State v. Wright C-150715JURIES - HEARSAY - OTHER ACTS - IMPEACHMENT - WITNESS - PROSECUTOR - COUNSEL - SENTENCING: The trial court did not err in overruling the defendant's objection to the state's use of a peremptory challenge to exclude an African-American juror where the trial court's acceptance of the state's race-neutral reason based on the cumulative effect of several factors was not clearly erroneous. The trial court did not err in finding that a witness was unavailable even though the state failed to submit sworn testimony about its efforts to locate the witness, because the defendant forfeited the issue where he did not object on the basis that sworn testimony was required and did not dispute what the prosecutor had said about the state's attempts to locate the witness. The trial court did not err in finding that a witness was unavailable where the record showed that even though the witness had been present during the trial, he had left the courthouse, could not be located, and was "on the run," actively trying to avoid testifying. The trial court did not err in allowing the state to read an unavailable witness's testimony from a previous trial to the jury, because the testimony fell under the hearsay exception in Evid.R. 804(B)(1) where it came from an adversarial proceeding and the defendant had had an opportunity and motive at that proceeding to develop the testimony by direct, cross and redirect examination. The trial court did not err in allowing an unavailable witness's statement to police to be read to the jury under the hearsay exception for recorded recollection in Evid.R. 803(5) where the witness had repeatedly testified in a prior trial that he did not remember the events in question, but he had acknowledged making the statement to the police when his knowledge was fresh and had denied lying to the police. The trial court erred in allowing hearsay statements by the murder victim into evidence under the exception in Evid.R. 803(1) for present sense impressions, because the record did not establish a context for the victim's statements or the event or condition that prompted his statements. The trial court did not err in allowing a police detective to testify to hearsay statements made by two witnesses to the effect that the defendant had admitted to murdering the victim, because those statements were consistent with the witnesses' testimony in a previous trial and were used to rebut the defendant's claim that the witnesses lied to receive favorable treatment. The trial court did not err in admitting evidence of the defendant's other bad acts where that testimony was necessary to show the relationship between the defendant, the victim and the various witnesses, and to show the defendant's motive for killing the victim. The trial court erred in allowing the state to impeach its own witnesses because a neutral answer such as "I don't remember" does not constitute affirmative damage. The record did not demonstrate that any alleged misconduct by the prosecutor was so egregious as to affect the defendant's substantial rights. The defendant failed to demonstrate that his counsel's representation fell below an objective standard of reasonableness or that but for counsel's errors, the results of the proceeding would have been otherwise; therefore, he failed to meet his burden to show ineffective assistance of counsel. The trial court's failure to inform the defendant at sentencing about the requirement that he submit to DNA testing and the consequences of failing to do so under R.C. 2901.07(B) was harmless and did not prejudice the defendant.MockHamilton 4/28/2017 4/28/2017 2017-Ohio-1568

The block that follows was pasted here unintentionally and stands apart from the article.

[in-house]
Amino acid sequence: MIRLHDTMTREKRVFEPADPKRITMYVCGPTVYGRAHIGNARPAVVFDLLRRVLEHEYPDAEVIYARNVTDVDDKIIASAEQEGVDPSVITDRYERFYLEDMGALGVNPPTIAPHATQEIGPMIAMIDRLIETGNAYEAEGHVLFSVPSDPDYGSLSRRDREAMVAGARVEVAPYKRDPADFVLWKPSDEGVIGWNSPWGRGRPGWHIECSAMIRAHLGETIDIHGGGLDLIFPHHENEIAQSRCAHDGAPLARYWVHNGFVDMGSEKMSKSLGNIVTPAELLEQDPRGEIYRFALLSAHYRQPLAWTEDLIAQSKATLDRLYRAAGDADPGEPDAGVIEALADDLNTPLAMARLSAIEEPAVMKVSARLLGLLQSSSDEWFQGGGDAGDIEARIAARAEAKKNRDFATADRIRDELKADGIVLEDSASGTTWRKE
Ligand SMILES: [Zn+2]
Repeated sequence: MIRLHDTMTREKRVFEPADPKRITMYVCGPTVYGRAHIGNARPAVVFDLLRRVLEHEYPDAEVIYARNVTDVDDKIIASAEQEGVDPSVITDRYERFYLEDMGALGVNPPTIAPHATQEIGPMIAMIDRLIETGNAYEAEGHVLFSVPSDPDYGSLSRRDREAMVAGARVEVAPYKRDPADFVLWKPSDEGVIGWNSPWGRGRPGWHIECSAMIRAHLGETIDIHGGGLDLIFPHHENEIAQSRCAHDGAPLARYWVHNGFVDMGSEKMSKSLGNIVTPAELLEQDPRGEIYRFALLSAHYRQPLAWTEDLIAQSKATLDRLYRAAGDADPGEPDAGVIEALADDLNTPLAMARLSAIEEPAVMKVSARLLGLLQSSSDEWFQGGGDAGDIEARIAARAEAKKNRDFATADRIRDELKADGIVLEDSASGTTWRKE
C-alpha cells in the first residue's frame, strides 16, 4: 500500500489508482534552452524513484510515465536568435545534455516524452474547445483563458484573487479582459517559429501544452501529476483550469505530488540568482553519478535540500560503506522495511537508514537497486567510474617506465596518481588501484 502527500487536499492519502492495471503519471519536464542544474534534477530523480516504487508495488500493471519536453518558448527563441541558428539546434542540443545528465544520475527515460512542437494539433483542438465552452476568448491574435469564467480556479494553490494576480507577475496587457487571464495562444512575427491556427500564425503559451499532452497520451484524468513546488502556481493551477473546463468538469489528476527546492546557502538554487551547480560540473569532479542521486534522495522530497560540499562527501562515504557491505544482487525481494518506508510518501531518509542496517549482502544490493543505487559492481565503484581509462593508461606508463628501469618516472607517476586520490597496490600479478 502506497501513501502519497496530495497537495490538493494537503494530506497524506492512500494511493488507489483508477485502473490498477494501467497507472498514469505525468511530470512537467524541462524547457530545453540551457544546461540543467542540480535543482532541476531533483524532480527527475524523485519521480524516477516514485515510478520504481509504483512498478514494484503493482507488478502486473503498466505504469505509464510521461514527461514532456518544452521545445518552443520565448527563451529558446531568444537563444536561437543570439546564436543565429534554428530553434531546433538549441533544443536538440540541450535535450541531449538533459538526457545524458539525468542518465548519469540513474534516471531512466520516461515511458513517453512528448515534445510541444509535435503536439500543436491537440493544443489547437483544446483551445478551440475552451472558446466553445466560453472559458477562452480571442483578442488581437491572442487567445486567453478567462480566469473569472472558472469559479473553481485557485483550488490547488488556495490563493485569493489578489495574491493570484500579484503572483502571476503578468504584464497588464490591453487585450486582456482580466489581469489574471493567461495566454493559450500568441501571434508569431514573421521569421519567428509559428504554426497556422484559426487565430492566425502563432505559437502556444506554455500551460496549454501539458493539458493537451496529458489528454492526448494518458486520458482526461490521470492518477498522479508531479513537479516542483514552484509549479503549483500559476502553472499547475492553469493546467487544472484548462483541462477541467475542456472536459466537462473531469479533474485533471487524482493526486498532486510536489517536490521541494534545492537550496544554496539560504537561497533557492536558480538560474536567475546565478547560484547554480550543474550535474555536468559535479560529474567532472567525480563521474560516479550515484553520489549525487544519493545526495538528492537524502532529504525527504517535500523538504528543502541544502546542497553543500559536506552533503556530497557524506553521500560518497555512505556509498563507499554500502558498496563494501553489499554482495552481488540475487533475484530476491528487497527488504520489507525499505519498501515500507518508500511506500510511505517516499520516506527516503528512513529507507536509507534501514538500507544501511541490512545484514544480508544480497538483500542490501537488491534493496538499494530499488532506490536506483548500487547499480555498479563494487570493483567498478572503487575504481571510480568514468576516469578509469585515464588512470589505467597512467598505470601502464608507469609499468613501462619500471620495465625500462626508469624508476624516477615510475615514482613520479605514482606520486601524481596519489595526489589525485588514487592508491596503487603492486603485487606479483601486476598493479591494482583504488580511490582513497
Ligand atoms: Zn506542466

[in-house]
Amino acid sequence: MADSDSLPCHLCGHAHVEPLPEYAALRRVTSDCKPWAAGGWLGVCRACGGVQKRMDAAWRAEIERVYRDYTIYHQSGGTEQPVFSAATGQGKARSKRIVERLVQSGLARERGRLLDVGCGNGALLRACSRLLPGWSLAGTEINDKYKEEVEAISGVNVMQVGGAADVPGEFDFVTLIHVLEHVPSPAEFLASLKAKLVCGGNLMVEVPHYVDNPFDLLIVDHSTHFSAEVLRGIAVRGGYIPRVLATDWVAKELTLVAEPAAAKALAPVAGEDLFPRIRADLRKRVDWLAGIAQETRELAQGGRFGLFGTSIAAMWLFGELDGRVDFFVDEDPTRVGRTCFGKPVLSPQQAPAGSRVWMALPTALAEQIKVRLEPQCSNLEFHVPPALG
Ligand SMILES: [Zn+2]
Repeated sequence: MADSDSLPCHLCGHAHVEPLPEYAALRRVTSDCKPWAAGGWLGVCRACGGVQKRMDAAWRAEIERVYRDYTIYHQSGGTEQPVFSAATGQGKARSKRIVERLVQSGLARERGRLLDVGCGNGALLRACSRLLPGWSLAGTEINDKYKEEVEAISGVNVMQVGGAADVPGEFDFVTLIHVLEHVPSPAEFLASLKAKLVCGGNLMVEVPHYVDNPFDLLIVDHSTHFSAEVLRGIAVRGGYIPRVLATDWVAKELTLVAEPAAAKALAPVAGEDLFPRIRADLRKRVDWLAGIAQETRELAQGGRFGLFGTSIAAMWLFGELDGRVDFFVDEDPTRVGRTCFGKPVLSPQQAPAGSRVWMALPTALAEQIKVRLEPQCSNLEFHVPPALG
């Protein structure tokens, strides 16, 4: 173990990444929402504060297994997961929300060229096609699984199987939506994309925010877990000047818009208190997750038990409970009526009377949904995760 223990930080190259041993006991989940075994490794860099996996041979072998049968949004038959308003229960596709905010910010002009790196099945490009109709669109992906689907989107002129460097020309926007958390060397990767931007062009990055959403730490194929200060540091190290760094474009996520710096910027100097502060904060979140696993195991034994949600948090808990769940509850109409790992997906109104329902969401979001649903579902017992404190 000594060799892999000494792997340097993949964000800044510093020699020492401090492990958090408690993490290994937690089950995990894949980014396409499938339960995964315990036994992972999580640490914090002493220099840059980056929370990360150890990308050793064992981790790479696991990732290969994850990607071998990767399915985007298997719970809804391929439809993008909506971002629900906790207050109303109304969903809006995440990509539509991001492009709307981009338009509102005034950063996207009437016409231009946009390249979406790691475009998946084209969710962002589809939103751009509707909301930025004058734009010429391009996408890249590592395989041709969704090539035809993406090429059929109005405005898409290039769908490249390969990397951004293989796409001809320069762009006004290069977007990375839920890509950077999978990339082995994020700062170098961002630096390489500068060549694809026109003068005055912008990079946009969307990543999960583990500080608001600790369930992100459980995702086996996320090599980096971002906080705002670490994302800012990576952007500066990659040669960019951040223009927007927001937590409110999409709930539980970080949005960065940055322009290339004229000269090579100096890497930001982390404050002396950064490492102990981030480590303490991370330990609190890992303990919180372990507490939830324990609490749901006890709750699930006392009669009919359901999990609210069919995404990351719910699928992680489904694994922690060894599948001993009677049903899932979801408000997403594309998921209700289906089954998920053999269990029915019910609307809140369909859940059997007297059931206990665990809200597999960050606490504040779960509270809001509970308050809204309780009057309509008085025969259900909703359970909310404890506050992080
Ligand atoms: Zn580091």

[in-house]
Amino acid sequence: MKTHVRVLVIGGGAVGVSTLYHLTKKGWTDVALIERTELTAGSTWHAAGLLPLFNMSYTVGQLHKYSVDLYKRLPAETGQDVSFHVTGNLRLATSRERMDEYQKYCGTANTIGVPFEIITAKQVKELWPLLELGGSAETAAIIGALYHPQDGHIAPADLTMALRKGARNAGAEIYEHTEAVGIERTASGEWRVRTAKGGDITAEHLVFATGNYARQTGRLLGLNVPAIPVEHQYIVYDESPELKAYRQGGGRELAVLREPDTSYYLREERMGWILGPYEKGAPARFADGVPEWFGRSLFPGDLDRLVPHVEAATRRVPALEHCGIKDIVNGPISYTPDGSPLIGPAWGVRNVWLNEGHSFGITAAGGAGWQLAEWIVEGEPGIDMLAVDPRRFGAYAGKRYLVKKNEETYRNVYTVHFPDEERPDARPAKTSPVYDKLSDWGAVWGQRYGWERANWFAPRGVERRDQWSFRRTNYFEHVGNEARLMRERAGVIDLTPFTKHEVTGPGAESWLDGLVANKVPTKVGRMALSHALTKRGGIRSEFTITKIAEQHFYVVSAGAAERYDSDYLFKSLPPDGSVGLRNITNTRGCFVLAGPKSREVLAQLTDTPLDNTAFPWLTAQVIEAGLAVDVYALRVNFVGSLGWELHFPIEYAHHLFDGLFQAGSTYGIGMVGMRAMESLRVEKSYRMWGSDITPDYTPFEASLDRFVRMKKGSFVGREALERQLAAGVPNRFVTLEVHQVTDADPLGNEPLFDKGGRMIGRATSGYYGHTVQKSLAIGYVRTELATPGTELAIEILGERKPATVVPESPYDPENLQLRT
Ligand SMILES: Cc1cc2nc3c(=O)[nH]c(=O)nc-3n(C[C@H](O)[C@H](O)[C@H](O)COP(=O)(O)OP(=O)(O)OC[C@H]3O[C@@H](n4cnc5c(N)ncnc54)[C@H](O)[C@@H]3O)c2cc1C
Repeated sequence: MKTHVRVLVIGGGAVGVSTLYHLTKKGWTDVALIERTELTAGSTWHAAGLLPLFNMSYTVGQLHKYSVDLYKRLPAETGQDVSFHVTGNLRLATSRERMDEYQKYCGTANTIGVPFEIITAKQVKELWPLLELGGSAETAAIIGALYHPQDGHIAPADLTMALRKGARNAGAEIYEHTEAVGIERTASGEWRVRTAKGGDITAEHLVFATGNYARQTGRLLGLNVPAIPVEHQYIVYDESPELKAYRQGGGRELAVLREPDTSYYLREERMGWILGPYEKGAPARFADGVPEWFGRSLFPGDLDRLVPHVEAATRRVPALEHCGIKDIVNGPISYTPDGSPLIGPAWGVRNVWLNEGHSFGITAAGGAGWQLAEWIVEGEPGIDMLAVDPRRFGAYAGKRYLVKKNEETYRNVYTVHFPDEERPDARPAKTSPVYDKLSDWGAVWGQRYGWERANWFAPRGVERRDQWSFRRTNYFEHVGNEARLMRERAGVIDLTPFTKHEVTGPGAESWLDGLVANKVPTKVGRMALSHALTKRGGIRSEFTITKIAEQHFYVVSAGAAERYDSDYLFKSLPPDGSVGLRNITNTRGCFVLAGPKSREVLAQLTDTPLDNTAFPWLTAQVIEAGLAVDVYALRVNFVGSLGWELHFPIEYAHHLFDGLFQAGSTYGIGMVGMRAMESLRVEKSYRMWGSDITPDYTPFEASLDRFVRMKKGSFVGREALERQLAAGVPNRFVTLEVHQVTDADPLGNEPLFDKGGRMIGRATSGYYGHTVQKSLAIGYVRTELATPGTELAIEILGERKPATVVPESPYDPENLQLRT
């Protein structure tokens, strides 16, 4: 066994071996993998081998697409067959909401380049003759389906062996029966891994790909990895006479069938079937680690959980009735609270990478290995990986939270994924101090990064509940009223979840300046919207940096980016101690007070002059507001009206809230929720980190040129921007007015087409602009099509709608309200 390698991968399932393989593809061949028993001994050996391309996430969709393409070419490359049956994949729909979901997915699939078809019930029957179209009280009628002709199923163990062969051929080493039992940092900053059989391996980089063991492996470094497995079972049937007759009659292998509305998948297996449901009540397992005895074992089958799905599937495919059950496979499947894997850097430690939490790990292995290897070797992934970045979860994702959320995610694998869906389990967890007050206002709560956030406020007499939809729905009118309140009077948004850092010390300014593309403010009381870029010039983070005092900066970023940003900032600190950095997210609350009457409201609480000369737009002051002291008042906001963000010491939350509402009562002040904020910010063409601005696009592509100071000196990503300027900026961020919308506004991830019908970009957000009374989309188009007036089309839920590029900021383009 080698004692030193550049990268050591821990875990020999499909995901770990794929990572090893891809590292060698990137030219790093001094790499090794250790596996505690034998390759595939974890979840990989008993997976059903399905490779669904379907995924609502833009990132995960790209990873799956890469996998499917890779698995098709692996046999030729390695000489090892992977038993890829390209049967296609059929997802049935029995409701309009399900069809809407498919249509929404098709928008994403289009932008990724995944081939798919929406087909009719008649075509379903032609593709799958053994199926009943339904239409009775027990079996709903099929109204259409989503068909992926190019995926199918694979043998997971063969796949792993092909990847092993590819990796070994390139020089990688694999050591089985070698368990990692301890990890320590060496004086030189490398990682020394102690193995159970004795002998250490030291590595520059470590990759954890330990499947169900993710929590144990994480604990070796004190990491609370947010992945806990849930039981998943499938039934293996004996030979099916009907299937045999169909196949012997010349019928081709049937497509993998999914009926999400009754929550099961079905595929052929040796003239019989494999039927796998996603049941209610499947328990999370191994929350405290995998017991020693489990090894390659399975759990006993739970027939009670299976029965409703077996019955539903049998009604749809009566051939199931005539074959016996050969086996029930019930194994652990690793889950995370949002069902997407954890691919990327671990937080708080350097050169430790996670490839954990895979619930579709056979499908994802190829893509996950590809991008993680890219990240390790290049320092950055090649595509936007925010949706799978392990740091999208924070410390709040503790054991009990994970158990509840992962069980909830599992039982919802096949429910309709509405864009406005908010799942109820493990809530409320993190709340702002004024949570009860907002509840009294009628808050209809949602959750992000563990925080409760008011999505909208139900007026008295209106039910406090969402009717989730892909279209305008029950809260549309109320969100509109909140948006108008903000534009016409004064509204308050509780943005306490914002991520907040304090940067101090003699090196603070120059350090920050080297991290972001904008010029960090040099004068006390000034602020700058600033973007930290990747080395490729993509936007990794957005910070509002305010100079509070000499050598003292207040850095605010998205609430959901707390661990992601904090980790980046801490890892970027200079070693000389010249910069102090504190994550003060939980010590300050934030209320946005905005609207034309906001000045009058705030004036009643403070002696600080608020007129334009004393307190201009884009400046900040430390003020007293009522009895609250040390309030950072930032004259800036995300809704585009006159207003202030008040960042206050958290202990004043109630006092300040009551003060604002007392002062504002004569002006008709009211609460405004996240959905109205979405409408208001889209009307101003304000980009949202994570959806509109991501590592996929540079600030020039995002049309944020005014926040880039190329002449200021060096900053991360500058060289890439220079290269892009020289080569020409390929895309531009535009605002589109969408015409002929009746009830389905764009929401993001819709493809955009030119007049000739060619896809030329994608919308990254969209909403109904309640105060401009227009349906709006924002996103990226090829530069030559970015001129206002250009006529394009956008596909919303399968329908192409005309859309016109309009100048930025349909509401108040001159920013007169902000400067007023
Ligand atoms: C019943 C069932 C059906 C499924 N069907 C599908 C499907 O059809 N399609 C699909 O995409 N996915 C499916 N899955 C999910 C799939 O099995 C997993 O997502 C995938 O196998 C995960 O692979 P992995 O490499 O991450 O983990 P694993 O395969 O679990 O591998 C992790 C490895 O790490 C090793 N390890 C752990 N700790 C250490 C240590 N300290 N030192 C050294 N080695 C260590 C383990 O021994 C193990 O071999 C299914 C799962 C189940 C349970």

Cincinnati v. PE Alms Hills Realty, L.L.C. C-160459DEBTOR-CREDITOR - RECEIVER: The trial court did not abuse its discretion by appointing a receiver in a third-party commercial foreclosure action. The lender was entitled to a receiver under R.C. 2735.01(A)(3), because the lender presented evidence that the borrower had entered into a contractual assignment of leases and rents.ZayasHamilton 4/28/2017 4/28/2017 2017-Ohio-1569
Cincinnati v. Fourth Natl. Realty, L.L.C. C-160297CONSTITUTIONAL LAW/CIVIL - MUNICIPAL - ZONING - STANDING: The trial court did not err in granting injunctive relief to the city requiring the appellant to remove a sign on its building that is in violation of the off-site sign prohibition provisions in the city's zoning code, where the appellant failed to present a prima facie case of selective enforcement and failed to show that it could keep the oversized off-site sign in place even if the appellant's free-speech-based challenges to the off-site sign provisions were successful. The trial court erred by dismissing for lack of standing the part of the appellant's counterclaim seeking a declaration that the city's off-site sign prohibition provisions are unconstitutional as applied to the appellant's desired legally-sized-off-site sign, and on their face to the extent they restrict noncommercial speech.CunninghamHamilton 4/26/2017 4/26/2017 2017-Ohio-1523
In re M.I. C-160466JUVENILE - SEX OFFENSES - EQUAL PROTECTION: The mandatory classification of 16- and 17-year-old sex offenders under R.C. 2152.83(A) and 2152.84(A)(2)(c) does not violate the Equal Protection Clauses of the United States and Ohio Constitutions, because the juvenile-sex-offender-classification system is rationally related to the legitimate governmental interest of protecting the public from sex offenders.MyersHamilton 4/26/2017 4/26/2017 2017-Ohio-1524